Without the Government’s business grants, including the £25,000 Retail, Leisure and Hospitality grant last summer and lockdown grants since, things would have been very different, he says. 

‘Whatever your opinion about the Government, there’s no question that they’ve really helped small businesses throughout the pandemic,’ adds Dave. 

The Restart Grant of up to £6,000 will also be ‘really helpful,’ says Dave, while admitting it would have been nicer if it was bigger. 

‘But it could have been a whole lot worse and the Government is going to have to start clawing money back from somewhere.’ 

Dave would also have preferred to have seen a longer business rates relief extension announced in the Budget.

While he was initially alarmed at the hike in corporation tax, he says that it should have minimal effect due to the size of his company. 

The Baby Cot Shop founder and nursery designer Toks Aruoture says she has ‘mixed feelings’ about the business rates relief extension. She has premises on the upmarket King’s Road in Chelsea, West London. 

‘I appreciate that business rates were waived for a year, but I don’t think we should be asked to start paying them, even at a reduced rate, from June,’ she says.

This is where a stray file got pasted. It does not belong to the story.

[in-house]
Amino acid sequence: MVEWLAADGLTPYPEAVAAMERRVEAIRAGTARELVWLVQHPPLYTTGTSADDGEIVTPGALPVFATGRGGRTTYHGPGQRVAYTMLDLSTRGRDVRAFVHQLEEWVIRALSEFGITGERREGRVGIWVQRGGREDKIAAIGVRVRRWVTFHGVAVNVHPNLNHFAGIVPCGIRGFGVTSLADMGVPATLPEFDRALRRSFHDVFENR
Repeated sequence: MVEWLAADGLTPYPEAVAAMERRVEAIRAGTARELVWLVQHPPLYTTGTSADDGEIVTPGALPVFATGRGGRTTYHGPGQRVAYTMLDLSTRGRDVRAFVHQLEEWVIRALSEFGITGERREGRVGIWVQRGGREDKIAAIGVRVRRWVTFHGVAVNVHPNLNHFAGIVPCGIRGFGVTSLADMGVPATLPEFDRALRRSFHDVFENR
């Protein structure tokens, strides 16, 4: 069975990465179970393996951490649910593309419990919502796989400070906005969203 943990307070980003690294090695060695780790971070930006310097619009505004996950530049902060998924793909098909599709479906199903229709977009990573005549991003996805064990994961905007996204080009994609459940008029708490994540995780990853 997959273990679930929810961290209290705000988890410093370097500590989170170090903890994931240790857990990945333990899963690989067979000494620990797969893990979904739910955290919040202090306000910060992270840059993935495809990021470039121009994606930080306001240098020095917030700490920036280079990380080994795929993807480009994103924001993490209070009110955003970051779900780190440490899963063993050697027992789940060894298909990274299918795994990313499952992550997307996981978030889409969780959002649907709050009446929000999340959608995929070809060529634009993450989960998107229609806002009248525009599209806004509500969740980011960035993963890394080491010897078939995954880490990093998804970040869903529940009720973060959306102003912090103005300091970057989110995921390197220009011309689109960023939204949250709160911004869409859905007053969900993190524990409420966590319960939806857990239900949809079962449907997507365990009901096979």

‘It would have been better if they had been scrapped until next year. Many of us are not going to be able to recover those lost sales from 2020 and it’s a large amount of money for us.’ 

Toks founded her baby products and nursery design business in 2012, first online and opening her shop four years ago. 

Due to lockdown, the retail outlet has been closed for much of the past 12 months and while she was able to shift to offering digital interior design services and live video consultations, turnover was still considerably down. 

‘Our customers love coming into the store and bringing their partners, their parents and friends – it’s a big affair,’ she says. 

‘But even when we could reopen, pregnant women understandably didn’t really want to venture out shopping as much as before.’ 

Toks has appreciated the Government support of grants, bounceback loans and flexible furloughs. 

However, she says: ‘I’m not dancing for joy. The Restart Grant is good, but it’s not enough – it’ll cover rent for a month – and I feel the VAT cut for the hospitality industry should be for the retail industry too as we’ve suffered as well.’ 

However, she is looking on the bright side. 

‘I just can’t wait to reopen,’ she says. ‘I love helping and encouraging new mums-to-be and to see them and my staff again would be the icing on the cake.’